Beirut Troubled with Piles of Garbage

April 24, 2016

Unlocking Word Meanings

Read the following words/expressions found in today’s article. 

1. landfill / ˈlændˌfɪl / (n.) – a lower area of land where garbage is dumped and covered with a layer of soil
Example: Proper management of landfills is necessary to keep a community clean.

2. at hand / ət ˈhænd / (idiom) – currently available or immediately within reach
Example: The government still had no solutions at hand for the water shortage problem.

3. makeshift / ˈmeɪkˌʃɪft / (adj.) – referring to a temporary and usually improvised replacement for something
Example: The homeless man built a makeshift bed out of cardboards.

4. putrid / ˈpyu trɪd / (adj.) – rotting or decaying, usually describing smell
Example: The undisposed garbage gave off a putrid smell.

5. mar / mɑr / (v.) – to ruin or damage something good
Example: The concert has been marred by unforeseen troubles.


Read the text below.
Beirut has been facing a long-standing garbage crisis since its main landfill was closed in July 2011 without a proposed alternative at hand.

Enormous piles of garbage have accumulated in various areas in the city, with one in Jdeideh’s suburbs resembling a river of trash that is hundreds of meters long. The garbage crisis began when Beirut’s Naameh landfill was closed despite the unavailability of an alternative dumpsite.

The Naameh landfill began its operations in 1998 and was originally meant to be closed in 2004. The landfill can hold around two million tons of trash. However, it had already accumulated more than 15 million tons by 2011 after consecutive rulers kept moving the date of its closure.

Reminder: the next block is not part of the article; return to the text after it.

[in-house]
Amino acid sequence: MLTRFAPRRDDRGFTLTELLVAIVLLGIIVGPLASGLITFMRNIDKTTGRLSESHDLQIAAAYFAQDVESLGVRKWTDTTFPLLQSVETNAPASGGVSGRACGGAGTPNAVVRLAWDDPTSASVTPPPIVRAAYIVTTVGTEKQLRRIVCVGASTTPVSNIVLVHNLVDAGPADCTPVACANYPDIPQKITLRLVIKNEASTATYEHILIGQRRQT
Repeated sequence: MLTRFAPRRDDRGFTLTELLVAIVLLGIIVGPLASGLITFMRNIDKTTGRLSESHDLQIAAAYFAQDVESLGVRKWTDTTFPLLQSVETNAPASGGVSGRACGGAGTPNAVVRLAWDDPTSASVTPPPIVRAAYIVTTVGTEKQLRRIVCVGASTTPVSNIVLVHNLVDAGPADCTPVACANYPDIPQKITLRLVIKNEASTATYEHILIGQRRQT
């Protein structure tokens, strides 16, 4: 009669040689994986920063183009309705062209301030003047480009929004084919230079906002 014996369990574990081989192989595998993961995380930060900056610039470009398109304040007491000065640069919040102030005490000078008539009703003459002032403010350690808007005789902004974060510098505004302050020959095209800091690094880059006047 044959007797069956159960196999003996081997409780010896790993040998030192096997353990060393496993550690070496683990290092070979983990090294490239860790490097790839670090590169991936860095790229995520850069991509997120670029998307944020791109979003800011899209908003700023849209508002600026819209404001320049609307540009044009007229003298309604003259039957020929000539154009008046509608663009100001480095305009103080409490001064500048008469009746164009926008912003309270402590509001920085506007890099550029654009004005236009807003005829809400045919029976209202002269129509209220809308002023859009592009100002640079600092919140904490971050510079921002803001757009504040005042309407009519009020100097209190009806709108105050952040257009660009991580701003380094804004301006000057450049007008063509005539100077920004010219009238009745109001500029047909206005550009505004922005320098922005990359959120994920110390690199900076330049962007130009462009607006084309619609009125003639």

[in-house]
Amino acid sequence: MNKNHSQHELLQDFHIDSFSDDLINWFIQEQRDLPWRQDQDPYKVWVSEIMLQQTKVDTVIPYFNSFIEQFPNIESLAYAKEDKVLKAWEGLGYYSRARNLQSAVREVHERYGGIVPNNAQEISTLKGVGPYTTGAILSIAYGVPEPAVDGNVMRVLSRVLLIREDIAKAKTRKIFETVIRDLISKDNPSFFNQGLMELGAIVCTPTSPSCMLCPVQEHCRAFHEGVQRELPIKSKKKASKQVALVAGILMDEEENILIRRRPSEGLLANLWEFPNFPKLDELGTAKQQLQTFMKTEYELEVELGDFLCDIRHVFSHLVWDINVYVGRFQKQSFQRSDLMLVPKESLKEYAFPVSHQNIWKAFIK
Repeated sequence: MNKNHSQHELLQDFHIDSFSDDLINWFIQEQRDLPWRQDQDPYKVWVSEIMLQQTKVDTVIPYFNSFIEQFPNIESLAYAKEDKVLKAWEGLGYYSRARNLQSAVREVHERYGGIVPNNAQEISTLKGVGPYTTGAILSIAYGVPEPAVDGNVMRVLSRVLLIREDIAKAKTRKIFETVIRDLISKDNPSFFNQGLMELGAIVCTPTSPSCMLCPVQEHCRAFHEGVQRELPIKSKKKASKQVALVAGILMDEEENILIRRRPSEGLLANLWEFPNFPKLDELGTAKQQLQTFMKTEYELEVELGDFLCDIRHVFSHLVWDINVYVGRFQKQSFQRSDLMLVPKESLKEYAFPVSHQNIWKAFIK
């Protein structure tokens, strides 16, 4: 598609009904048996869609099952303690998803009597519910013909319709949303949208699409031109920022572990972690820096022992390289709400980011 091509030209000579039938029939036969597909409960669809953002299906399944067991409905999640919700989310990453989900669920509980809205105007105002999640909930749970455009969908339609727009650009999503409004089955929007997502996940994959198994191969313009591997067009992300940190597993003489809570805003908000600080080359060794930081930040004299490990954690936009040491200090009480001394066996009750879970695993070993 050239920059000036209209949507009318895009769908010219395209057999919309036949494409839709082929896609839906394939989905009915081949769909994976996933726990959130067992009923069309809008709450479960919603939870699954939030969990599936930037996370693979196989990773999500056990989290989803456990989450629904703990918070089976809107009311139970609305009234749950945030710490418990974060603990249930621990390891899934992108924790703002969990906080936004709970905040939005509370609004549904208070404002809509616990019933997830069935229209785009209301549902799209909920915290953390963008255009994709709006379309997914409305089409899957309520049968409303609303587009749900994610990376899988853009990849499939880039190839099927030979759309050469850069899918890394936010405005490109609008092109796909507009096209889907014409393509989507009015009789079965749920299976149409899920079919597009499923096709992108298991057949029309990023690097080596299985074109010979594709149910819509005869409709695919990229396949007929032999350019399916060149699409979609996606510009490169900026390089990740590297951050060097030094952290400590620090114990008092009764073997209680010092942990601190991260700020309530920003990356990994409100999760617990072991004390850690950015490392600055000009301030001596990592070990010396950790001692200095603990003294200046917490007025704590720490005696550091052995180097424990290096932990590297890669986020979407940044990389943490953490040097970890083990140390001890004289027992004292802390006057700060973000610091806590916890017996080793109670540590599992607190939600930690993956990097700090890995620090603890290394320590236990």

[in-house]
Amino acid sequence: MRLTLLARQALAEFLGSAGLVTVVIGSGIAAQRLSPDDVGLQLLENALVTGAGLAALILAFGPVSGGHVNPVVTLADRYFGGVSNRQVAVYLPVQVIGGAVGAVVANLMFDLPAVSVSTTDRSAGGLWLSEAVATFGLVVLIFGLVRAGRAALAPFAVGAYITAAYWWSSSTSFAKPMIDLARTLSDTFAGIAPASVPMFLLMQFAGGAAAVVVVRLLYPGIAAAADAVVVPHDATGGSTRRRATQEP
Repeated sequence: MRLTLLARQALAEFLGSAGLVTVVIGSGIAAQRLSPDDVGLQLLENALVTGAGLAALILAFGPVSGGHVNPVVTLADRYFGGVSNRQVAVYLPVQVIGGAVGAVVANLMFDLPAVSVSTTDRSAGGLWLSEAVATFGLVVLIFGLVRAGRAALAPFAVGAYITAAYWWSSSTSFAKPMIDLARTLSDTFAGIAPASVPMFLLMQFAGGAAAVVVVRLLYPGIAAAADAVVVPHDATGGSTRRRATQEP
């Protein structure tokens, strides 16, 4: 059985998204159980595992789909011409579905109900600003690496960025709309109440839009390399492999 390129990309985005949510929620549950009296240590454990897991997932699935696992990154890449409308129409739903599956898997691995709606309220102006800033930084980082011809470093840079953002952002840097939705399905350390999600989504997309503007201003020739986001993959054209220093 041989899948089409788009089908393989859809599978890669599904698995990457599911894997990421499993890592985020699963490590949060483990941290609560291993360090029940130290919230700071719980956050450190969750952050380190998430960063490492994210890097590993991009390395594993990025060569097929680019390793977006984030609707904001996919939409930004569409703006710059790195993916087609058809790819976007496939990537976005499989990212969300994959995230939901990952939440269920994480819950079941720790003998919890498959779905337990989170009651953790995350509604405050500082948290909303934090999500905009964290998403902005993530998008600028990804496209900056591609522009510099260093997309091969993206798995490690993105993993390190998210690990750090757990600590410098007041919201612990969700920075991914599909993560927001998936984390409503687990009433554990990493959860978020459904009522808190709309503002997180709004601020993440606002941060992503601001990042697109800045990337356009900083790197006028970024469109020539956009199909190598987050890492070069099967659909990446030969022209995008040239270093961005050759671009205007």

The lack of an efficient solution from the government compelled residents to dump their trash in makeshift dumpsites or along roadsides and riverbanks. The putrid stench and health hazards of the garbage piles drove locals into anti-government protests, some of which have been marred by violence.

The Lebanese government failed to address the garbage problem and many other national crises because of internal conflicts among members of the Parliament. The Lebanese government divides its political powers equally among the prominent religious communities in the country, which include Christians and Muslims. Conflicts have also left lawmakers unable to appoint a president since May 2014.

On March 12, the Lebanese Cabinet proposed temporary solutions that would be enacted for four years while the government seeks for a more permanent answer. Solutions proposed include the temporary reopening of old dumpsites, including the Naameh landfill, and the creation of new landfills with incinerators.

Viewpoint Discussion

Enjoy a discussion with your tutor.  

Discussion A

·         If you were a resident of Beirut, what would you do with your trash?
·         If you were part of the local government, how would you prevent something like this from happening?

Discussion B

·         Should the government take sole responsibility for this crisis? Why or why not?
·         What can government officials do to avoid conflict among themselves? Discuss.

April 24, 2016